14.6.1. System Geometry, Basic Assumptions and Modeling Details
In general boundary conditions on the respective equations are as described in section 2 with the exception of the inlet and outlet boundaries where periodic conditions are applied (for a general discussion on simulation in periodic domains the reader is referred to the work by Patankar et al. [50]). As mentioned above, in the absence of externally applied
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y 
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FIGURE 14.6. 3D spatially periodic computational domain for pressure driven ﬂow through a slit microchannel with “closepacked” heterogeneous surface pattern.
electric ﬁelds the convective, streaming current components of the current conservation equation, Eq. (14.11b), is no longer dwarfed by the conduction component and thus must be considered. Additionally since we have rapid changes in the surface charge pattern, charge diffusion cannot be neglected. The highly coupled system consisting of all the general equations is difﬁcult to solve numerically, thus several simplifying assumptions were made. Firstly it was assumed that the gradient of the induced potential ﬁeld, φ, was only signiﬁcant along the ﬂow axis. Also, we assumed that Eq. (14.11b) was satisﬁed by applying a zero net current ﬂux at every cross section along the ﬂow axis, consistent with what has been done by others [7, 42]. In general we are interested in the steady state behavior of the system, thus the transient term in Eq. (14.1a) could be ignored, however we do wish to examine higher Reynolds number cases thus the convective terms should be included.
As discussed above, the resulting system of equations was solved using the ﬁnite element method. The computational domain was discretized using 27noded 3D elements,
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which were reﬁned within the double layer region near the surface and further reﬁned in locations where discontinuities in the surface ζpotential were present (i.e. the boundaries between patches). In all cases periodic conditions were imposed using the technique described by S´aez and Carbonell [53].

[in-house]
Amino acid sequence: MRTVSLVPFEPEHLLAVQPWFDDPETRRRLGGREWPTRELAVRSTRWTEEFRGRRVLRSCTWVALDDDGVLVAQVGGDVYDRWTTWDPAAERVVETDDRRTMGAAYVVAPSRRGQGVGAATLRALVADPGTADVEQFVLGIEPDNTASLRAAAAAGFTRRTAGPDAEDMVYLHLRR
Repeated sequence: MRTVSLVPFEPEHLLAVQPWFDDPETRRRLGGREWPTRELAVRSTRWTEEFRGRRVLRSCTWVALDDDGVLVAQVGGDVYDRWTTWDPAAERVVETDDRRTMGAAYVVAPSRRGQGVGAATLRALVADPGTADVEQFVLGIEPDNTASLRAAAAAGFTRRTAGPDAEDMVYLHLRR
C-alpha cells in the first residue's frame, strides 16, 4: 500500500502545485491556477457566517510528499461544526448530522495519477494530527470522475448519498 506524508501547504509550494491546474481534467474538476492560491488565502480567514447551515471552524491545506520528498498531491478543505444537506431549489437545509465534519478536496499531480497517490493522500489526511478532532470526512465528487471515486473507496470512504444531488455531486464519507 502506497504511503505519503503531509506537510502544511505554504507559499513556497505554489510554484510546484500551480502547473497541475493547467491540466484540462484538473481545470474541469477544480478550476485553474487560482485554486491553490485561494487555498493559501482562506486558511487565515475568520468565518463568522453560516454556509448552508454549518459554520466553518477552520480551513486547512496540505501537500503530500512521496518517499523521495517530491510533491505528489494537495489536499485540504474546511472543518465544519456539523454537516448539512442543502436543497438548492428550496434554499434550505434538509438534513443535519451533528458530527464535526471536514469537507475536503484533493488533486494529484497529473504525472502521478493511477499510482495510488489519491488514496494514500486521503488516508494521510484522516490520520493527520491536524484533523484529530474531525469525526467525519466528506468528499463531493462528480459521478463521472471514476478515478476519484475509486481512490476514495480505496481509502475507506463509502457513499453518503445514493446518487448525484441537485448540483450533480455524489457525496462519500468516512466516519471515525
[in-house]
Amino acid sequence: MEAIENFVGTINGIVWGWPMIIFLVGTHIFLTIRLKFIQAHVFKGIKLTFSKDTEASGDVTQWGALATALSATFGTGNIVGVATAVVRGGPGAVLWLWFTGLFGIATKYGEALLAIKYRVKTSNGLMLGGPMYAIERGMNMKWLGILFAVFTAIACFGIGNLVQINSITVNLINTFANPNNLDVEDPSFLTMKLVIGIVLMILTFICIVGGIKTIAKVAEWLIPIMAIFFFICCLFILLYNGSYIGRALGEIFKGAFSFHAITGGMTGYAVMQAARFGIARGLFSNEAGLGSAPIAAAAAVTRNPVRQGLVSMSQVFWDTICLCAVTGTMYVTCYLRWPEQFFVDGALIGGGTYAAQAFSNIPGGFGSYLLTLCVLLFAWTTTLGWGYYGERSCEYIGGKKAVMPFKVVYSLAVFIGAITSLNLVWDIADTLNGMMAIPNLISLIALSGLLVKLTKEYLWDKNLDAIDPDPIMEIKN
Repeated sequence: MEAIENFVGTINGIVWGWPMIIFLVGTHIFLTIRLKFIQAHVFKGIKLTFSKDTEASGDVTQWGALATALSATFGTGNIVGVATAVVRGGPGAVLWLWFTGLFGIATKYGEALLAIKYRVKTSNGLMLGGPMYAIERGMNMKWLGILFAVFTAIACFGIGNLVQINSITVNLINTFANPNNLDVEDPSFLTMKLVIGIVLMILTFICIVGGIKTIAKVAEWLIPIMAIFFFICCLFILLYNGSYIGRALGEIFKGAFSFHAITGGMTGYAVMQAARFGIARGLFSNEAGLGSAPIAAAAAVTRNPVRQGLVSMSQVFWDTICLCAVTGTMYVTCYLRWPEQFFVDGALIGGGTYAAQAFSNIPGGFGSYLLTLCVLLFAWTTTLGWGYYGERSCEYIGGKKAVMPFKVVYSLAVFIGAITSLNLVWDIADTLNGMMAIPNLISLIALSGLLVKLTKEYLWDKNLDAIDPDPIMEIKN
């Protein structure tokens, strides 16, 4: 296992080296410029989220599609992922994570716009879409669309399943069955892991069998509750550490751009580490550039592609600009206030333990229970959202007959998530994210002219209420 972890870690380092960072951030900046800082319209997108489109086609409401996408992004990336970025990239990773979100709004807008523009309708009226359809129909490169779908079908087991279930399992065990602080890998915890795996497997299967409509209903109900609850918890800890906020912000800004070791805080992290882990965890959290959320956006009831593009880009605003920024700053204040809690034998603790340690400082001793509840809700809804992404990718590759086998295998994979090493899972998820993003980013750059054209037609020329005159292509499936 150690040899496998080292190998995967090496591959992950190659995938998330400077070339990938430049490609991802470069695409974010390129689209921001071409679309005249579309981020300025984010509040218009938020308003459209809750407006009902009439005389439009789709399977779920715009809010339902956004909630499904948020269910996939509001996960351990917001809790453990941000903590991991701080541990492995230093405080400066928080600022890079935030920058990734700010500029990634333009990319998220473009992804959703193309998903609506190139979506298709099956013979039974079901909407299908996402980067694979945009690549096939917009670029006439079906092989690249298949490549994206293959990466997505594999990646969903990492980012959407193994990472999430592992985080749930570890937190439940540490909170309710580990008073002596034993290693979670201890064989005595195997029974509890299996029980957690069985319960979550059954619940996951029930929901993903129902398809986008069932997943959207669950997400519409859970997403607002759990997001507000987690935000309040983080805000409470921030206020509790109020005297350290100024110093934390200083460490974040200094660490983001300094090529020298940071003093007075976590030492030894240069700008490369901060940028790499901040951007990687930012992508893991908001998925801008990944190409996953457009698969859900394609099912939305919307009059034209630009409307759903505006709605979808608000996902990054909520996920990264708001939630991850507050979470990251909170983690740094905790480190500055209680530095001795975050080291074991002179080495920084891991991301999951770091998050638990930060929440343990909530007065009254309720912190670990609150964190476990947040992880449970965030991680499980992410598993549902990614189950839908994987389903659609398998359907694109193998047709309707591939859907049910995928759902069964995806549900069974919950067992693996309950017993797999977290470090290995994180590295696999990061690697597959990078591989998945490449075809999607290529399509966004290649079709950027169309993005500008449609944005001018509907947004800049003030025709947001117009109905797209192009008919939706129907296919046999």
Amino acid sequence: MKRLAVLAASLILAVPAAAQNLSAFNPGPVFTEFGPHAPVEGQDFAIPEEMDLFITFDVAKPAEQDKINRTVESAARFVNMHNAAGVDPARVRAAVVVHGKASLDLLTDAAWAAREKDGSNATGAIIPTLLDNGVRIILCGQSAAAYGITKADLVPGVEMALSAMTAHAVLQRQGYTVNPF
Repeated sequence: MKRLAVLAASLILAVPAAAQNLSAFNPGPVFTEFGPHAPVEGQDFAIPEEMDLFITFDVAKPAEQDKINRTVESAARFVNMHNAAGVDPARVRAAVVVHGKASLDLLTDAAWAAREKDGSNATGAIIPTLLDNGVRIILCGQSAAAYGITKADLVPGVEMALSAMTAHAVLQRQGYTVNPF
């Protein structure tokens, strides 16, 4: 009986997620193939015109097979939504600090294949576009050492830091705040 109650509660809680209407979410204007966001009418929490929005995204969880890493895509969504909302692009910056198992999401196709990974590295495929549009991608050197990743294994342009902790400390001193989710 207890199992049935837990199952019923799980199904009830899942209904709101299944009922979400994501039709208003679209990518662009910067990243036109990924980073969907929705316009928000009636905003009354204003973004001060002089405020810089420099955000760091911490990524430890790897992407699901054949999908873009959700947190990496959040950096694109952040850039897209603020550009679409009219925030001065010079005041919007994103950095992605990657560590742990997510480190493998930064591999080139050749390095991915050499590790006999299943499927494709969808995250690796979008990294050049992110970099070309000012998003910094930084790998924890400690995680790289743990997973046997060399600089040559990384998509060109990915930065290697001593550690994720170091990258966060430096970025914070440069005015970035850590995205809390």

The solution procedure here began with a semiimplicit, nonlinear technique in which the ionic species concentrations and the double layer potential equations were solved for simultaneously. In general it was found that a direct solver was required as the resulting matrix was neither symmetric nor well conditioned. Once a solution was obtained the forcing term in the NavierStokes equations was be evaluated the ﬂow ﬁeld solved using a penalty method [30] which eliminated the pressure term from the formulation. While this reduced the number of equations that had to be solved, the resulting poorly conditioned matrix dictated the use of a direct solver over potentially faster iterative solver, such as that described in Section 14.4. Further details on the solution procedure and model veriﬁcation stages are available elsewhere [19].
14.6.2. Flow Simulation
This example considers the ﬂow over the periodic surface pattern described above with a periodic length of lx = 50 µm and width ly = 25 µm, a channel height of 50 µm (therefore ly = 25 µm in Figure 14.6). The liquid is considered as an aqueous solution of a monovalent species (physical properties of KCl from Vanysek [58] are used here) with a bulk ionic concentration of 1 × 10−5 M. Note that the selection of this reasonably low ionic concentration is equivalent to the double layer inﬂation techniques discussed earlier in order to bring the double layer length scale closed to that of the ﬂow system. The Reynolds number Re = 1 and a homogeneous ζ potential of −60 mV was selected. Figure 14.7 shows the ﬂow streamlines for different heterogeneous ζpotentials (a) −40 mV, (b) −20 mV and
(c) 0 mV. As can be seen the streamlines along the main ﬂow axis remain relatively straight, as would be expected for typical pressure driven ﬂow; however, perpendicular to the main ﬂow axis a distinct circular ﬂow pattern can be observed. In all cases the circulation in this plane is such that the ﬂow near the surface is always directed from the lower ζpotential region (in these cases the heterogeneous patch) to the higher ζpotential region. As a result the direction of circulation is constantly changing from clockwise to counterclockwise along the xaxis as the heterogeneous patch location switches from the right to the left side. It can also be observed that the center of circulation region tends to shift towards the high ζpotential region as the difference in the magnitude of the homogeneous and heterogeneous ζpotential is increased. The observed ﬂow circulation perpendicular to the pressure driven ﬂow axis is the result of an electroosmotic body force applied to the ﬂuid continua caused by the differences in electrostatic potential between the homogeneous surface and the heterogeneous patch [19]. In general it was found that the strength of this circulation was proportional to both Reynolds number and double layer thickness.